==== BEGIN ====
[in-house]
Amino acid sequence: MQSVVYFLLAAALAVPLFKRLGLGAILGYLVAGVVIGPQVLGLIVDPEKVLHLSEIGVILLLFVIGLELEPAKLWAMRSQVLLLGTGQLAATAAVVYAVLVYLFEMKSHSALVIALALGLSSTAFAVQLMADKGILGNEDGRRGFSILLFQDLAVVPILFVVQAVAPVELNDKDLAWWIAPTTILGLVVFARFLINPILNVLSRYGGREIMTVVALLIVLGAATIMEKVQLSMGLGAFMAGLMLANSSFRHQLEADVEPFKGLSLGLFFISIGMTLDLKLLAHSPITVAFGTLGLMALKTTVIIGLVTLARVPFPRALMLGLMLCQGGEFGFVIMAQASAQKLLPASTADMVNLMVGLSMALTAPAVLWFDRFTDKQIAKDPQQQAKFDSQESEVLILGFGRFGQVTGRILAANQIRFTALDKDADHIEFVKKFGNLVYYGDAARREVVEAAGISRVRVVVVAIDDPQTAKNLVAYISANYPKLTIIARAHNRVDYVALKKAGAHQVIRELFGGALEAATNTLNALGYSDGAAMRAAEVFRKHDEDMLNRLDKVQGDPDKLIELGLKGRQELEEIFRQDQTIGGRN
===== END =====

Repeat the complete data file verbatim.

[in-house]
Amino acid sequence: MQSVVYFLLAAALAVPLFKRLGLGAILGYLVAGVVIGPQVLGLIVDPEKVLHLSEIGVILLLFVIGLELEPAKLWAMRSQVLLLGTGQLAATAAVVYAVLVYLFEMKSHSALVIALALGLSSTAFAVQLMADKGILGNEDGRRGFSILLFQDLAVVPILFVVQAVAPVELNDKDLAWWIAPTTILGLVVFARFLINPILNVLSRYGGREIMTVVALLIVLGAATIMEKVQLSMGLGAFMAGLMLANSSFRHQLEADVEPFKGLSLGLFFISIGMTLDLKLLAHSPITVAFGTLGLMALKTTVIIGLVTLARVPFPRALMLGLMLCQGGEFGFVIMAQASAQKLLPASTADMVNLMVGLSMALTAPAVLWFDRFTDKQIAKDPQQQAKFDSQESEVLILGFGRFGQVTGRILAANQIRFTALDKDADHIEFVKKFGNLVYYGDAARREVVEAAGISRVRVVVVAIDDPQTAKNLVAYISANYPKLTIIARAHNRVDYVALKKAGAHQVIRELFGGALEAATNTLNALGYSDGAAMRAAEVFRKHDEDMLNRLDKVQGDPDKLIELGLKGRQELEEIFRQDQTIGGRN